Program’s Leadership and Data Maps Lessen Ocean-Use Conflicts
The Takeaway: As offshore wind energy comes to the state, the Virginia Coastal Zone Management Program helps a variety of sectors air concerns and document existing ocean uses.
By 2026, the nation’s largest offshore wind energy facility in federal waters is expected to power as many as 650,000 homes from Virginia Beach to Richmond, Virginia. Over the past decade, the Virginia Coastal Zone Management Program has been a leader in enabling people with a stake in area fisheries and other marine life to address their concerns with offshore wind energy interests. The program also helped to map many important fishery areas and other data sets, which can be viewed and shared via the Mid-Atlantic Ocean Data Portal.
- Mapped marine life data on birds, fish, migrant species, and more
- A marine life library
- Fine-scale maps of commercial and recreational fishing areas and fishing communities at sea
- Maps showing where locations have shifted for 18 fish species
The data portal, initiated by Virginia’s coastal zone program in 2009, is made possible by the multi-partner Mid-Atlantic Regional Council on the Ocean and its portal team.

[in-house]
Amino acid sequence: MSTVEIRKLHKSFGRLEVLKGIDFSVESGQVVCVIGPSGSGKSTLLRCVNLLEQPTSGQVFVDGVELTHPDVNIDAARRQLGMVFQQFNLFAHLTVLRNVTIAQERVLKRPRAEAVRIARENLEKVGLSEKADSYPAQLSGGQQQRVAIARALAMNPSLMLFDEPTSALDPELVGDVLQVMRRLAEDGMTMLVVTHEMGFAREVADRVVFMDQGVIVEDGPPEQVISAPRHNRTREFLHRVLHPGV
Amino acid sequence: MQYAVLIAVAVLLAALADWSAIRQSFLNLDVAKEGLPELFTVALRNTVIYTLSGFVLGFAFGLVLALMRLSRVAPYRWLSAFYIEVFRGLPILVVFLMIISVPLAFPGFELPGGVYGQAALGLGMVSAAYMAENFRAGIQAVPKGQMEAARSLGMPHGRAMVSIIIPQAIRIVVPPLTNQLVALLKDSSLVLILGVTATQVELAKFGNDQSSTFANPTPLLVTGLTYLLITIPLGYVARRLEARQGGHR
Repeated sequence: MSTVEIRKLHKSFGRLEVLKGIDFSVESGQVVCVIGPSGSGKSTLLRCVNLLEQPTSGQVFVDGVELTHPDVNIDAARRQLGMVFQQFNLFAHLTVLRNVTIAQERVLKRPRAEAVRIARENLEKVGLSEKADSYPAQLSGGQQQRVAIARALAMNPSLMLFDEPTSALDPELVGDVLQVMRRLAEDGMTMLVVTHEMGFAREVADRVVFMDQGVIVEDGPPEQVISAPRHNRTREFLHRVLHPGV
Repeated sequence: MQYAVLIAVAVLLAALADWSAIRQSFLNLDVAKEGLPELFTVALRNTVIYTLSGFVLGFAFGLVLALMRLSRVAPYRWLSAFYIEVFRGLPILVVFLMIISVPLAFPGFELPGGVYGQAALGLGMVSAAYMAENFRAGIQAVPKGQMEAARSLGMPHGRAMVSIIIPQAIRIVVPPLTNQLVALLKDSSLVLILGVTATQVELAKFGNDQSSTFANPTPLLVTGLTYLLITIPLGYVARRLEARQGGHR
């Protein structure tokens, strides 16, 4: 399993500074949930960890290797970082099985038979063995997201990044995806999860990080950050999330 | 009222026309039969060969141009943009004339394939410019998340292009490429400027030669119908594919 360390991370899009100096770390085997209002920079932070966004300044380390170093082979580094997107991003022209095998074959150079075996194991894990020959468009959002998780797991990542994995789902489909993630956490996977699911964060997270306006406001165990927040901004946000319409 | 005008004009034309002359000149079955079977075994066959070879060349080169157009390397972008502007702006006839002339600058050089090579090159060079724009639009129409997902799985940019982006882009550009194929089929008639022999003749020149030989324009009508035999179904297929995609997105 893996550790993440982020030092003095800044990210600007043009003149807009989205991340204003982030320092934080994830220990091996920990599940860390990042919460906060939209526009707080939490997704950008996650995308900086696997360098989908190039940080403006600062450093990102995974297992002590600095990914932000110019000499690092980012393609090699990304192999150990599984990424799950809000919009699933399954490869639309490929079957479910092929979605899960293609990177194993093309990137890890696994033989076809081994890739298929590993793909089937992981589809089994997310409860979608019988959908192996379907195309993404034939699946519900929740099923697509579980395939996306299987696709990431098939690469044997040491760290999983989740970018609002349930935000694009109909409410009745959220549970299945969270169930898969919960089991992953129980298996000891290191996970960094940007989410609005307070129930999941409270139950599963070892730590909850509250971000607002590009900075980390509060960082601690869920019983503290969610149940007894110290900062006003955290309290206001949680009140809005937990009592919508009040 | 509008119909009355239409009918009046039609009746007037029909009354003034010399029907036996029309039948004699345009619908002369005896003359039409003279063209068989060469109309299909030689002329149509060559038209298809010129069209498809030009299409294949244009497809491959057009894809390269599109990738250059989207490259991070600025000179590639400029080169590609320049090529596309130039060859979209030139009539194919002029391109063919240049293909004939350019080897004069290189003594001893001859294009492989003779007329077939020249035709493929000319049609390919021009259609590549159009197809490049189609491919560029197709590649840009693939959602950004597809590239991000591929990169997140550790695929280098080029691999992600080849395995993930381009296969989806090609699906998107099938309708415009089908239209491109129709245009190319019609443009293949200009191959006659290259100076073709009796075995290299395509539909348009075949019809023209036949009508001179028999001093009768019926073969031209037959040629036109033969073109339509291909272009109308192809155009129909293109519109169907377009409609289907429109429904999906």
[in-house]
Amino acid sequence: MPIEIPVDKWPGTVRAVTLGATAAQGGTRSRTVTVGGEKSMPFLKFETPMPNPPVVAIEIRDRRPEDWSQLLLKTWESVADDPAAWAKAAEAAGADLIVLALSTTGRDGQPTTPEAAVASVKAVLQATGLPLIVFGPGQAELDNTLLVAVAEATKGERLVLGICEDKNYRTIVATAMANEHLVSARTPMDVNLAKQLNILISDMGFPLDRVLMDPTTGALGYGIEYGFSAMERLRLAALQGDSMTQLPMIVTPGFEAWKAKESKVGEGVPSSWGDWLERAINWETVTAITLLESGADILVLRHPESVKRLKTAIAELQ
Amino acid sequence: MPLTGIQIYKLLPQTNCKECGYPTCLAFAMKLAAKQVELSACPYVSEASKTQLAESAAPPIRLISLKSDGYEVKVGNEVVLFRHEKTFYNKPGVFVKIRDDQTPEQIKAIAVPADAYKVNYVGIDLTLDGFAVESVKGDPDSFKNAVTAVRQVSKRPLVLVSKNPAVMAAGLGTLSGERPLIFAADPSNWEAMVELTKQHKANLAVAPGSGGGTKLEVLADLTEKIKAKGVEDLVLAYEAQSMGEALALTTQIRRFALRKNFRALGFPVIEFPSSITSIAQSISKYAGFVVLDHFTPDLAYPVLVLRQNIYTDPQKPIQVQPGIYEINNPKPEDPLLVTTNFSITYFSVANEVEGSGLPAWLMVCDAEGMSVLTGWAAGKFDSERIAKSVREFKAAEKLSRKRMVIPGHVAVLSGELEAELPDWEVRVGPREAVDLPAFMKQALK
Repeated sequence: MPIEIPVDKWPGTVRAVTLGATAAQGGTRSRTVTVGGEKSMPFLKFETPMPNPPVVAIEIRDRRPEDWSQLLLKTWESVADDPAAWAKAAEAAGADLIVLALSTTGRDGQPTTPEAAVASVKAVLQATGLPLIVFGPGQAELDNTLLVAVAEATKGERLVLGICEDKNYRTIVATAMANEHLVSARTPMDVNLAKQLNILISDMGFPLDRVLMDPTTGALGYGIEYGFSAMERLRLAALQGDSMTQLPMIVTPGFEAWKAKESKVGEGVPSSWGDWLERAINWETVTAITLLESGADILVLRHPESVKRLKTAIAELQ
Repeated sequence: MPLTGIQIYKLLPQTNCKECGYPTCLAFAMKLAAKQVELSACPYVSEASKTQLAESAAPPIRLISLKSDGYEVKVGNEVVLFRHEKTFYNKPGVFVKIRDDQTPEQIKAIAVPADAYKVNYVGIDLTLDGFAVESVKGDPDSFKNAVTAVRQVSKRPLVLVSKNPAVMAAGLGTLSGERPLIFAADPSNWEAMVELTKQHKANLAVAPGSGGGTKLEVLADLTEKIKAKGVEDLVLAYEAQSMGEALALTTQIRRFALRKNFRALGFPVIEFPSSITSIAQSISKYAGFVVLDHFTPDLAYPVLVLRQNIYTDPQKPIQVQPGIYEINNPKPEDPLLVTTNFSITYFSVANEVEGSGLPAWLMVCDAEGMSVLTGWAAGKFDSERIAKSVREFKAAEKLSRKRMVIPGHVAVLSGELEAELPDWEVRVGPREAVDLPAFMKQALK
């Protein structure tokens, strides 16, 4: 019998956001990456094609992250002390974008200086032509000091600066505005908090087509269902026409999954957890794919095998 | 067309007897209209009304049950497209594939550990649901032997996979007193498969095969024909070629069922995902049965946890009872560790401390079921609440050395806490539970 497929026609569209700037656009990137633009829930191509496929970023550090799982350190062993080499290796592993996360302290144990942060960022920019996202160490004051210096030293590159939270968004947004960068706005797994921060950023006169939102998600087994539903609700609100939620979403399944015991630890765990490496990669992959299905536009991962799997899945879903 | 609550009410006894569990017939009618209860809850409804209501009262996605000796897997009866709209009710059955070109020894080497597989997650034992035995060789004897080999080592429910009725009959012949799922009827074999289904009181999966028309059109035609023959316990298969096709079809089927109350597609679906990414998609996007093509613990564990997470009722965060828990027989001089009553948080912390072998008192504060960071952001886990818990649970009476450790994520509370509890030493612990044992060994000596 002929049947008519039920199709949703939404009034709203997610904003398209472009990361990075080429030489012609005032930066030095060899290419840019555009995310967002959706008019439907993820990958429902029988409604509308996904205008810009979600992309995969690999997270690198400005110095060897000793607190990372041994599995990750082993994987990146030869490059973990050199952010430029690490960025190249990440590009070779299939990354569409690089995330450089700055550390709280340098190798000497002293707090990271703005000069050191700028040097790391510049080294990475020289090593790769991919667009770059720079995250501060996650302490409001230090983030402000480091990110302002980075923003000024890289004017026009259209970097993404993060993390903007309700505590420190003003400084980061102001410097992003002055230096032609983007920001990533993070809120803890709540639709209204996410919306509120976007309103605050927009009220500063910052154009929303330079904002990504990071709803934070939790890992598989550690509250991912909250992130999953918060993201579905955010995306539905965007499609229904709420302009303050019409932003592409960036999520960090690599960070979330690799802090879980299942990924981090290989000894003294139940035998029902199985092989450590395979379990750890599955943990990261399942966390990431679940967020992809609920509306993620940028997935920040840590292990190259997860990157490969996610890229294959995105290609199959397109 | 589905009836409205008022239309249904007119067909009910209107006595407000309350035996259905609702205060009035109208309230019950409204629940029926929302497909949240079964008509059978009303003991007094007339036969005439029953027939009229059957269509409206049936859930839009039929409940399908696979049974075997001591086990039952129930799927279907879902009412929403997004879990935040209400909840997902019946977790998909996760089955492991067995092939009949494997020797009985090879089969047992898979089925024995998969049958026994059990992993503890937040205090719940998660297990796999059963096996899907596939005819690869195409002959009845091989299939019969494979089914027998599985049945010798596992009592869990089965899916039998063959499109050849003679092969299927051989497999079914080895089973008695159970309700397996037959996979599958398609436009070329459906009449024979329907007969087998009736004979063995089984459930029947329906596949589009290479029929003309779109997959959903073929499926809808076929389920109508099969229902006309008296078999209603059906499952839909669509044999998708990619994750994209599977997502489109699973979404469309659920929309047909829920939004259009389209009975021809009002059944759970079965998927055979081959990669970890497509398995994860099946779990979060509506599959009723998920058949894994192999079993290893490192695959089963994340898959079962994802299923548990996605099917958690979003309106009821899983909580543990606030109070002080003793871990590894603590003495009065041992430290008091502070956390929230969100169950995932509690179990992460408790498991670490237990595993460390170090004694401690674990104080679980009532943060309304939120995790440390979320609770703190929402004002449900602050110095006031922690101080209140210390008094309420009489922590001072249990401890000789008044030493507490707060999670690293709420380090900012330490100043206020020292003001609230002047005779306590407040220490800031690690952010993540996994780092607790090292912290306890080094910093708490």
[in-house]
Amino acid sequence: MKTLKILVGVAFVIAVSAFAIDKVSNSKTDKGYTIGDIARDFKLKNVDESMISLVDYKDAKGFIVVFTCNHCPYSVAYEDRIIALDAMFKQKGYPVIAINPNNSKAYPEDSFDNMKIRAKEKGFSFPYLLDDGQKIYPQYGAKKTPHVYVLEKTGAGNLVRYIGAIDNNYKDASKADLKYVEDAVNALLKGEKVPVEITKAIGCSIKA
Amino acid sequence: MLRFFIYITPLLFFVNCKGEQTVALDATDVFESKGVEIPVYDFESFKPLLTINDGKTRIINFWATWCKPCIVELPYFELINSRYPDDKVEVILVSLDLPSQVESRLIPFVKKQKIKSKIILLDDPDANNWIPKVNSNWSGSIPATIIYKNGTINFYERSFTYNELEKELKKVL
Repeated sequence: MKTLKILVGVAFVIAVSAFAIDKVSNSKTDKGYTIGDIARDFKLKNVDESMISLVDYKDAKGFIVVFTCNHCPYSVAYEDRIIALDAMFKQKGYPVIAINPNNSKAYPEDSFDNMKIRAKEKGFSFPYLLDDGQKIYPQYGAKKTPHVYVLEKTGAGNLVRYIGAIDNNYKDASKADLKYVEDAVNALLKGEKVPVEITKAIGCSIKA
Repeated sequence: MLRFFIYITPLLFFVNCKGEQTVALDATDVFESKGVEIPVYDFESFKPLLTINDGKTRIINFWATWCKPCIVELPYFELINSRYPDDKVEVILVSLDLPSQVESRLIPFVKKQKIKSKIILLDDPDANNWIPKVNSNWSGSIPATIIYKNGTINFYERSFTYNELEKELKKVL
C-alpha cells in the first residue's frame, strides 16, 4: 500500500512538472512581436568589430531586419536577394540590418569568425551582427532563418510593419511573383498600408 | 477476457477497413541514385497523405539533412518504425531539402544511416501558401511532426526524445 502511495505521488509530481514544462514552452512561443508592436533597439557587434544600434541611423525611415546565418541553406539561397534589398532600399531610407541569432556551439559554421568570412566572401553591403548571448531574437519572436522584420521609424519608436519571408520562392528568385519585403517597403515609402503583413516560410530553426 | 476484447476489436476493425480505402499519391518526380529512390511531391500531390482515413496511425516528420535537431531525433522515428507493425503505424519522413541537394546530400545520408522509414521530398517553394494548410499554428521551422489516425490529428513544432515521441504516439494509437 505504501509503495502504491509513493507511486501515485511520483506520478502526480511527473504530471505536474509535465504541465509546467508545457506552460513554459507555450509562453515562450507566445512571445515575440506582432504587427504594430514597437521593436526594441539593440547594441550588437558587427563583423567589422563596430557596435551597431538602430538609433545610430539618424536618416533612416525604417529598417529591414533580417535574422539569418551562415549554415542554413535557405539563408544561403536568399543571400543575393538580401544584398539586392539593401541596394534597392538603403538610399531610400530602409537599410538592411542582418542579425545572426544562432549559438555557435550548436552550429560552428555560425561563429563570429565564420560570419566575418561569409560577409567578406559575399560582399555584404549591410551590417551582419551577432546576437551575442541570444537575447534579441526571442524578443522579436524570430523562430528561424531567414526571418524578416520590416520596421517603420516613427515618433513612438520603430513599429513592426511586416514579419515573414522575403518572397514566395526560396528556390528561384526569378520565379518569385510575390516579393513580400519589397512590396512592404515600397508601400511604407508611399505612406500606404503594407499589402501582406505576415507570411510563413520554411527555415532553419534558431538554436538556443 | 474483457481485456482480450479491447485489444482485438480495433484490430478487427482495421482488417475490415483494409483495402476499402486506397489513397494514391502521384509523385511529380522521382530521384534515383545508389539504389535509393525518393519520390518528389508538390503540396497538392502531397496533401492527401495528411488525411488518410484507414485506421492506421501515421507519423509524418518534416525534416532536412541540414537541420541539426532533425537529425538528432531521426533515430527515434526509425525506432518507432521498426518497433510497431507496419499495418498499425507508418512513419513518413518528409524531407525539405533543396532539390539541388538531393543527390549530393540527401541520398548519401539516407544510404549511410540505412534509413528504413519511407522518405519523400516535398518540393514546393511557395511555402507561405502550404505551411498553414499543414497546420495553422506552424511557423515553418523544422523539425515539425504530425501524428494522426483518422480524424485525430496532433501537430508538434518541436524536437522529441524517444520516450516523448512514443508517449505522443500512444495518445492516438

Moreover, the manager of Virginia’s coastal zone program sits on the Virginia Offshore Wind Development Authority, which helps facilitate, coordinate, and support offshore wind and related products and supply chains. In addition, the program supports a coordinator from Virginia Commonwealth University who engages with ocean users from commercial and recreational fishing communities.
Virginia’s coastal zone program received funding from, and worked closely with, the federal Bureau of Ocean Energy Management and the Virginia Department of Mines, Minerals, and Energy to document concerns and existing ocean uses.
The Coastal Virginia Offshore Wind research project will feature two 6-megawatt Siemens Gamesa turbines on a tract leased from the federal Bureau of Ocean Energy Management by the state Department of Mines, Minerals, and Energy. The power provider will be Dominion Energy and the turbines will be built by Ørsted. (2020)
More Information: Project planning and outcomes
Partners: Bureau of Ocean Energy Management, Dominion Virginia Power, Mid-Atlantic Regional Council on the Ocean, Virginia Coastal Zone Management Program, Virginia Department of Mines, Minerals, and EnergyPRINT